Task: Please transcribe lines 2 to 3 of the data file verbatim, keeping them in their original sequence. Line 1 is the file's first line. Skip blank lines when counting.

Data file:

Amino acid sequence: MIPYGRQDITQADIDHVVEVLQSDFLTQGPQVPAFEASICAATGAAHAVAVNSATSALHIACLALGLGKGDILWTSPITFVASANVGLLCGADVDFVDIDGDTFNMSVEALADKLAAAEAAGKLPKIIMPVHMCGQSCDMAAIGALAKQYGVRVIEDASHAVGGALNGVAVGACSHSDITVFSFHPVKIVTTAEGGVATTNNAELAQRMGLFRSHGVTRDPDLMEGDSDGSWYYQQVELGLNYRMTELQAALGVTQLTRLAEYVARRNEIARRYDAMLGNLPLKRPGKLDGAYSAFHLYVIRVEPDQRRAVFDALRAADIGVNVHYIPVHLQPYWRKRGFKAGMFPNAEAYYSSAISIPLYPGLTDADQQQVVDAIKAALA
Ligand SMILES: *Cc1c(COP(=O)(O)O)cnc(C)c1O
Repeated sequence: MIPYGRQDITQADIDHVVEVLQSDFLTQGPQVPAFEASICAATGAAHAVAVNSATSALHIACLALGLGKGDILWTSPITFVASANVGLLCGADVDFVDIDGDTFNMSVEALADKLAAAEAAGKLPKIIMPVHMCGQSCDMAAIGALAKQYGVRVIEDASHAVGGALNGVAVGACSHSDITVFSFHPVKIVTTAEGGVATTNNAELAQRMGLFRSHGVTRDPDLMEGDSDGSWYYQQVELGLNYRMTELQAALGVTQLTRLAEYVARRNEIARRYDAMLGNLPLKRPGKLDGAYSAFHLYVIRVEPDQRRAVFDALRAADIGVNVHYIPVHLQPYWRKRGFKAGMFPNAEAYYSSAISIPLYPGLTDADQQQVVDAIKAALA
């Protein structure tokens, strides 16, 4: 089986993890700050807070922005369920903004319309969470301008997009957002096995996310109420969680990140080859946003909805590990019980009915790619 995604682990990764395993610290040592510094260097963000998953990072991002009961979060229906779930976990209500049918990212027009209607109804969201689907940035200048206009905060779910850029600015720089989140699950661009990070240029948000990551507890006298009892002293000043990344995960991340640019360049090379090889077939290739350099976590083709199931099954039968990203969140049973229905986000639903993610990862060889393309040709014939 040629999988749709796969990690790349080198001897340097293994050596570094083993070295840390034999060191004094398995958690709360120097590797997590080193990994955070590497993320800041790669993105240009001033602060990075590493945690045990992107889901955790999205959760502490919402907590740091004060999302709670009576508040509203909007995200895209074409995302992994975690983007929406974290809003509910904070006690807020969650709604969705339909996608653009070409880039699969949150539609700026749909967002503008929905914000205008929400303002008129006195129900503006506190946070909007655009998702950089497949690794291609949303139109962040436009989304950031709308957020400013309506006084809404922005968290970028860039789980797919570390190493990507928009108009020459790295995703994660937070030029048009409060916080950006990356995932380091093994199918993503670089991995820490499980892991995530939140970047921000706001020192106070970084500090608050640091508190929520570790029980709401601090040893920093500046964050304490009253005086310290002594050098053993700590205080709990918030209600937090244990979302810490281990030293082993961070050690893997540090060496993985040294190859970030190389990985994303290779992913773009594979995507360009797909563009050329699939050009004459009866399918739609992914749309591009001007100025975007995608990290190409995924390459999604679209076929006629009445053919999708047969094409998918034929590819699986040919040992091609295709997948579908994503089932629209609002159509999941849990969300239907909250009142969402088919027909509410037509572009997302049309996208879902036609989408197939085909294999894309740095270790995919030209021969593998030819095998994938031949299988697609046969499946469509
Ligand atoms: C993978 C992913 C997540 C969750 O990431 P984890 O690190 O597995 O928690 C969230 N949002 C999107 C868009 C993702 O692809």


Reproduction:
Ligand SMILES: *Cc1c(COP(=O)(O)O)cnc(C)c1O
Repeated sequence: MIPYGRQDITQADIDHVVEVLQSDFLTQGPQVPAFEASICAATGAAHAVAVNSATSALHIACLALGLGKGDILWTSPITFVASANVGLLCGADVDFVDIDGDTFNMSVEALADKLAAAEAAGKLPKIIMPVHMCGQSCDMAAIGALAKQYGVRVIEDASHAVGGALNGVAVGACSHSDITVFSFHPVKIVTTAEGGVATTNNAELAQRMGLFRSHGVTRDPDLMEGDSDGSWYYQQVELGLNYRMTELQAALGVTQLTRLAEYVARRNEIARRYDAMLGNLPLKRPGKLDGAYSAFHLYVIRVEPDQRRAVFDALRAADIGVNVHYIPVHLQPYWRKRGFKAGMFPNAEAYYSSAISIPLYPGLTDADQQQVVDAIKAALA